Planet Earth (1974): Building off the premise of the plot of the unmade episode listed above, the second attempt to make Roddenberry’s post-apocalyptic series is more of a direct sequel than a re-tooling. The movie switched networks from CBS to ABC and also recast Dylan Hunt replacing Alex Cord with John Saxon. The Dylan of Planet Earth is reminiscent of William Shatners portrayal of Captain Kirk adding more machismo and bravado and taking the character from an intelligent scientist to more of an explorer. Dylan, having joined PAX leads a team exploring the world around them, hoping to help what societies are left. While on such a mission, the team is attacked by the Kreeg, technology driven militaristic mutants. Team member, Pater Kimbridge (Rai Tasco) is wounded and will die if he does not get a very risky operation. The only doctor in the area that could save him, disappeared the year before in an area known as the Confederacy of Ruth, a post-apocalyptic matriarchal society where men are treated as slaves bought and sold at auction. When all the men are captured, it comes to light that a drug is being used to keep them subdued and in fear. Dylan, with the help of Harper-Smyther (Janet Margolin), the only female team member, find the doctor and come up with a plan to get him back to the PAX installation to save Pater. While their plan is in action, the Kreegs attack and the enslaved men, coming out of their stupor after secretly being given a cure, save the day.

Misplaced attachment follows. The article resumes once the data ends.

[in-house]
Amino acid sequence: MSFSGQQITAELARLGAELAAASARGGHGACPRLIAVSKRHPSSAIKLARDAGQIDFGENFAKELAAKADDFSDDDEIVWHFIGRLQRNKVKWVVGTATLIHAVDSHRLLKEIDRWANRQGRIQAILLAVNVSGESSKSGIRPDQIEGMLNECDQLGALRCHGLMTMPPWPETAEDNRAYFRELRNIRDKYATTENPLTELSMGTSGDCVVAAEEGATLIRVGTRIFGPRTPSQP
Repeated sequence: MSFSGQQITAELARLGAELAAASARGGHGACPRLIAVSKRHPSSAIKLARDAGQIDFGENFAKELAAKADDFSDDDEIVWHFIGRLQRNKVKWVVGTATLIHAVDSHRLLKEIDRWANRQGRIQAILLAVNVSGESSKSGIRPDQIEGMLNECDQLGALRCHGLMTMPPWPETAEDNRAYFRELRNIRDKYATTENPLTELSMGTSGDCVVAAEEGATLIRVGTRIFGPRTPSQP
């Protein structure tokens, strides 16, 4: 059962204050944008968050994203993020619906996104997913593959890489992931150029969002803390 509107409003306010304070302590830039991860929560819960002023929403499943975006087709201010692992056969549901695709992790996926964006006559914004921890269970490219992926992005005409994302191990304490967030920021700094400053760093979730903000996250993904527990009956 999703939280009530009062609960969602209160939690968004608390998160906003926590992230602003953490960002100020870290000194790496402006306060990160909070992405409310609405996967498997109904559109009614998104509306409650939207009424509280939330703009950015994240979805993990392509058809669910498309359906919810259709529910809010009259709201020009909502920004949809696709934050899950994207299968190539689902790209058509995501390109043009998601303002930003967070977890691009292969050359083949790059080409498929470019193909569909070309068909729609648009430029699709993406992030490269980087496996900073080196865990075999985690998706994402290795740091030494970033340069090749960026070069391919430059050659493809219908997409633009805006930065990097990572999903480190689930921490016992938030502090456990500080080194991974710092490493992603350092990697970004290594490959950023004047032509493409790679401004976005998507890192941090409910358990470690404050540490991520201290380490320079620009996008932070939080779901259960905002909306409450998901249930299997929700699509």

Unfortunately watching this in the present time gave me a bit of a cringe worthy response and does have a slight male chauvinistic bent, it is also self-aware of this fact and Dylan even calls himself a “male chauvinist” with in the episode. It is also interesting to note, that at the end of the episode, the Pax team do not attempt to take control and the women still rule over the men, and some of the men stay freely, the men are just free from the drug that kept them subdued. Harper also states that a female led society does have some merit. But the depiction of women needing to be saved by men is a product of its time.
In the long run, the episode just didn’t have the same feeling as many other Roddenberry projects. Although John Saxon’s Dylan is not a dislikeable character, he isn’t as interesting as Alex Cord’s dark brooding style. The focus on action and adventure doesn’t lead to much character development and there is no real connection or chemistry between the characters making it really hard to empathize with what is happening on screen. An interesting thing to note, in both Genesis II and Planet Earth, there are scenes where violence is used in front of children, and this immediately shows the effect our own violence has on children forcing the characters to rethink the use of force.